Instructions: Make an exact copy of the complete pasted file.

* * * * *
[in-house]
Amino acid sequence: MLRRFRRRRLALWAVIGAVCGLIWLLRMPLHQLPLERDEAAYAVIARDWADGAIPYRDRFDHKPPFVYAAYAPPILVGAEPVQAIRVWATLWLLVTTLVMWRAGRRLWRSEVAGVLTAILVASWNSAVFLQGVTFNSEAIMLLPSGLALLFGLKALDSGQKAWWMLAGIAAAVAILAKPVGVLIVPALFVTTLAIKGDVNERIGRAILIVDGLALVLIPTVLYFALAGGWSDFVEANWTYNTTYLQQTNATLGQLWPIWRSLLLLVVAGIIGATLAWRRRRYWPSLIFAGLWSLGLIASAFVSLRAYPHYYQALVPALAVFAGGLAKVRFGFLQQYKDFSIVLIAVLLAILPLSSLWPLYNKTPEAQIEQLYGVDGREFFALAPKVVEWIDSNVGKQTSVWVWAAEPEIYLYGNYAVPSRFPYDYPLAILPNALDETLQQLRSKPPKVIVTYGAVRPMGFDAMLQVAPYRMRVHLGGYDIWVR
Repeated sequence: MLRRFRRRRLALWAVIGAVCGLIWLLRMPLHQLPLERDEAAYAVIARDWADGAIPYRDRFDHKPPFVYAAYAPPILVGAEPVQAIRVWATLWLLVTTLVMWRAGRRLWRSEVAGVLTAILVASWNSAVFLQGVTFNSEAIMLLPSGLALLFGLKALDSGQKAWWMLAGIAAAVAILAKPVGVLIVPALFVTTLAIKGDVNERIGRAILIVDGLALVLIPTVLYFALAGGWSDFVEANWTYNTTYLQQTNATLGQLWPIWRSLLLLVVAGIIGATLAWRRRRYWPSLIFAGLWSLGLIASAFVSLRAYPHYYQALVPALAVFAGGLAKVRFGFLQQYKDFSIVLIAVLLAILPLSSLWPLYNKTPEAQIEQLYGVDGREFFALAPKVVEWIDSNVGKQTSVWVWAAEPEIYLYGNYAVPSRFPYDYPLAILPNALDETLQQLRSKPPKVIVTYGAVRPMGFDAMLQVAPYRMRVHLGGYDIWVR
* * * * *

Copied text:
[in-house]
Amino acid sequence: MLRRFRRRRLALWAVIGAVCGLIWLLRMPLHQLPLERDEAAYAVIARDWADGAIPYRDRFDHKPPFVYAAYAPPILVGAEPVQAIRVWATLWLLVTTLVMWRAGRRLWRSEVAGVLTAILVASWNSAVFLQGVTFNSEAIMLLPSGLALLFGLKALDSGQKAWWMLAGIAAAVAILAKPVGVLIVPALFVTTLAIKGDVNERIGRAILIVDGLALVLIPTVLYFALAGGWSDFVEANWTYNTTYLQQTNATLGQLWPIWRSLLLLVVAGIIGATLAWRRRRYWPSLIFAGLWSLGLIASAFVSLRAYPHYYQALVPALAVFAGGLAKVRFGFLQQYKDFSIVLIAVLLAILPLSSLWPLYNKTPEAQIEQLYGVDGREFFALAPKVVEWIDSNVGKQTSVWVWAAEPEIYLYGNYAVPSRFPYDYPLAILPNALDETLQQLRSKPPKVIVTYGAVRPMGFDAMLQVAPYRMRVHLGGYDIWVR
Repeated sequence: MLRRFRRRRLALWAVIGAVCGLIWLLRMPLHQLPLERDEAAYAVIARDWADGAIPYRDRFDHKPPFVYAAYAPPILVGAEPVQAIRVWATLWLLVTTLVMWRAGRRLWRSEVAGVLTAILVASWNSAVFLQGVTFNSEAIMLLPSGLALLFGLKALDSGQKAWWMLAGIAAAVAILAKPVGVLIVPALFVTTLAIKGDVNERIGRAILIVDGLALVLIPTVLYFALAGGWSDFVEANWTYNTTYLQQTNATLGQLWPIWRSLLLLVVAGIIGATLAWRRRRYWPSLIFAGLWSLGLIASAFVSLRAYPHYYQALVPALAVFAGGLAKVRFGFLQQYKDFSIVLIAVLLAILPLSSLWPLYNKTPEAQIEQLYGVDGREFFALAPKVVEWIDSNVGKQTSVWVWAAEPEIYLYGNYAVPSRFPYDYPLAILPNALDETLQQLRSKPPKVIVTYGAVRPMGFDAMLQVAPYRMRVHLGGYDIWVR